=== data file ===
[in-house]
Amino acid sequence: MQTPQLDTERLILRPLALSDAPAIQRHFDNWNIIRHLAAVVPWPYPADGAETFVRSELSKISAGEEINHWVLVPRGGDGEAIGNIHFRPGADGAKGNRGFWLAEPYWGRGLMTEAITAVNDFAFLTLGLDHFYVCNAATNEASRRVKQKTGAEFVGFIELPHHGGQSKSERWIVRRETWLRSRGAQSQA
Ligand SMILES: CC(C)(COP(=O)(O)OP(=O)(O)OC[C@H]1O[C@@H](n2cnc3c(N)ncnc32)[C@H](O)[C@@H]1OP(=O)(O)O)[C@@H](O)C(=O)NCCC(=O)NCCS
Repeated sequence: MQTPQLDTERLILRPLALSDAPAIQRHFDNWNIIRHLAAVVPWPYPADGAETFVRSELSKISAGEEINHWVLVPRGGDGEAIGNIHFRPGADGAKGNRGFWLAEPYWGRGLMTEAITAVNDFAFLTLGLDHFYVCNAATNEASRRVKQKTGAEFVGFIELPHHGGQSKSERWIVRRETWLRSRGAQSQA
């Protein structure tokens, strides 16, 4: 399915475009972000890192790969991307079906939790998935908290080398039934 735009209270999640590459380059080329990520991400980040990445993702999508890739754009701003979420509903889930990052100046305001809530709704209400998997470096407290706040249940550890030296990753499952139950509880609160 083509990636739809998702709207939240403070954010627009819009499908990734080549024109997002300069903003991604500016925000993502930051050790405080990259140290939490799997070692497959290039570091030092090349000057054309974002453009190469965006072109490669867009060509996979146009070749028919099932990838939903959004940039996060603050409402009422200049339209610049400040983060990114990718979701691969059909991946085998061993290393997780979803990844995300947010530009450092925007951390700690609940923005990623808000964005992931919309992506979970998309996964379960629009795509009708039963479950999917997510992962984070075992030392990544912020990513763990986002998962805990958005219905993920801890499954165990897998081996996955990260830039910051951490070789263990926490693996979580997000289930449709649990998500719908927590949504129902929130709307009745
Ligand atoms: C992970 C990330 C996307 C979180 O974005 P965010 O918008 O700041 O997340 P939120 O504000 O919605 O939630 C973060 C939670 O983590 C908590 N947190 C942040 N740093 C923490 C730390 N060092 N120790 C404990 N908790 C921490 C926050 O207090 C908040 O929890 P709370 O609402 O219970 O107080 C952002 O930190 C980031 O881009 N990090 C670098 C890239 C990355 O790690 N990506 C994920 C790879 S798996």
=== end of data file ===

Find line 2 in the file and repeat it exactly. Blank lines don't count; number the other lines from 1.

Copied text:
Amino acid sequence: MQTPQLDTERLILRPLALSDAPAIQRHFDNWNIIRHLAAVVPWPYPADGAETFVRSELSKISAGEEINHWVLVPRGGDGEAIGNIHFRPGADGAKGNRGFWLAEPYWGRGLMTEAITAVNDFAFLTLGLDHFYVCNAATNEASRRVKQKTGAEFVGFIELPHHGGQSKSERWIVRRETWLRSRGAQSQA